The intracellular pathogenic bacteria belonging to the genus Brucella must cope with acidic stress as they penetrate the host via the gastrointestinal route, and again during the initial stages of intracellular infection. Following their uptake by the host cell, Brucella replicate inside a membrane-bound compartment—the Brucella-containing vacuole—whose acidification is essential for the survival of the pathogen. Therefore, identifying the genes that contribute to the survival of Brucella in acidic environments will greatly assist our understanding of its molecular pathogenic mechanisms. In a comparative transcriptomic analysis of the attenuated vaccine Brucella melitensis strain Rev.1 against the virulent strain 16M in cultures grown under either neutral or acidic conditions, we found 403 genes that respond differently to acidic conditions in the two strains (FDR < 0.05, fold change ≥ 2), involved in crucial cellular processes, including metabolic, biosynthetic, and transport processes. Further analysis of the RNA-seq data of 16M by comparing it to published transcriptomic data of this strain from both an in cellulo and an in vivo model, revealed 588 genes that were exclusively differentially expressed in 16M grown under acidic versus neutral pH conditions, including 286 up regulated genes and 302 down regulated genes that were not differentially expressed in either the in cellulo or the in vivo model. Among them we detected 13 key genes that are known to be associated with a bacterial response to acidic stress and were highly up regulated under acidic conditions in our study. These genes provide new molecular insights into the mechanisms underlying the acid-resistance of Brucella within its host and may facilitate the design of new and improved brucellosis vaccines.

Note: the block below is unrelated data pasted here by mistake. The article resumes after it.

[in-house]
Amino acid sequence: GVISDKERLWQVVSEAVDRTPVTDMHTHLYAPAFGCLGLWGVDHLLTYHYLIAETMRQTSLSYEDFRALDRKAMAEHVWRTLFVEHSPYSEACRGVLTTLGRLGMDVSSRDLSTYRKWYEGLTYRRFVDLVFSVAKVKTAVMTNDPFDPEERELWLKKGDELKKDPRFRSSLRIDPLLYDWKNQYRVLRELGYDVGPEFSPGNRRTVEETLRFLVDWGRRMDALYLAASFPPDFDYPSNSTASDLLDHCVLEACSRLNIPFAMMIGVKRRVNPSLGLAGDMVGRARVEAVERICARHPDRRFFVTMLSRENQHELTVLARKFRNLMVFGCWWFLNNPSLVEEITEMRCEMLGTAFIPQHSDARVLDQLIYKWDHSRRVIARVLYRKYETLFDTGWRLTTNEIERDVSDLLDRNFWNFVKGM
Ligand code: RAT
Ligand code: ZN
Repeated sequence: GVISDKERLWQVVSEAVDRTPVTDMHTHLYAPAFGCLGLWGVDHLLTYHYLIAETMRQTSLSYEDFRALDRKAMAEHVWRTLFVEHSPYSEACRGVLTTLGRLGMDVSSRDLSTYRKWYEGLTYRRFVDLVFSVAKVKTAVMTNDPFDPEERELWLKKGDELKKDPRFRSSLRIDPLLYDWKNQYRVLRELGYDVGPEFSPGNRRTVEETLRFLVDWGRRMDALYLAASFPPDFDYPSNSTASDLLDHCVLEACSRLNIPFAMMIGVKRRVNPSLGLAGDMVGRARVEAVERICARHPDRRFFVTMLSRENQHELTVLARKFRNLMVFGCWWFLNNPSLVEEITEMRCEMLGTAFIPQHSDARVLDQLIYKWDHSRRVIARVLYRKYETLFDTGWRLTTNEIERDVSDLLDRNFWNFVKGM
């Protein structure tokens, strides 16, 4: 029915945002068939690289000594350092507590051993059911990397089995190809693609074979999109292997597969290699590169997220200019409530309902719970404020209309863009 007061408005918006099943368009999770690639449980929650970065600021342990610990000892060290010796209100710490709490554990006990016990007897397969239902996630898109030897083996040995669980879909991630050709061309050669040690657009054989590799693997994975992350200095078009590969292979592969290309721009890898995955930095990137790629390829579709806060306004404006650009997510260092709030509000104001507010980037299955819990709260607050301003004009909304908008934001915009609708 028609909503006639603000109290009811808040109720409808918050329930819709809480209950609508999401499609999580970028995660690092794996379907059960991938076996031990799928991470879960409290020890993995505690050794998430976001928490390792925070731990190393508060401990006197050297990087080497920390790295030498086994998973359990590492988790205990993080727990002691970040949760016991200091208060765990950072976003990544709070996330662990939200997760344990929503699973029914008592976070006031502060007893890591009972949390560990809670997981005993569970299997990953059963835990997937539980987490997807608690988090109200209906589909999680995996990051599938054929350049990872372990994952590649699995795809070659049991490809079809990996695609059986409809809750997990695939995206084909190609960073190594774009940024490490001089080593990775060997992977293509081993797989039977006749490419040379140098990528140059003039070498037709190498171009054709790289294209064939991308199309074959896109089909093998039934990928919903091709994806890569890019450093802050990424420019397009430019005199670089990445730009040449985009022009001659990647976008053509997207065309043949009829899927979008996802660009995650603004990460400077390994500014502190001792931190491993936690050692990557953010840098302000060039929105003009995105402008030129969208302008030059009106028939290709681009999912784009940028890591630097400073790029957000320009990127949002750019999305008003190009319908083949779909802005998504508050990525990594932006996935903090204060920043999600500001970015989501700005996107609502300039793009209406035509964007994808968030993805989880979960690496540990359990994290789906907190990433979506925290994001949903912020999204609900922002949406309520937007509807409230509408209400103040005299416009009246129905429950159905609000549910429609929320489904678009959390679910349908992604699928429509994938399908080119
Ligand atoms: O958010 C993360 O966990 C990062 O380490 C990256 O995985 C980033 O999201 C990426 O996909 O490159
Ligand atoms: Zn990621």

Keywords: Brucella melitensis, Acid stress, RNA-Seq, Transcriptomic analyses, Virulence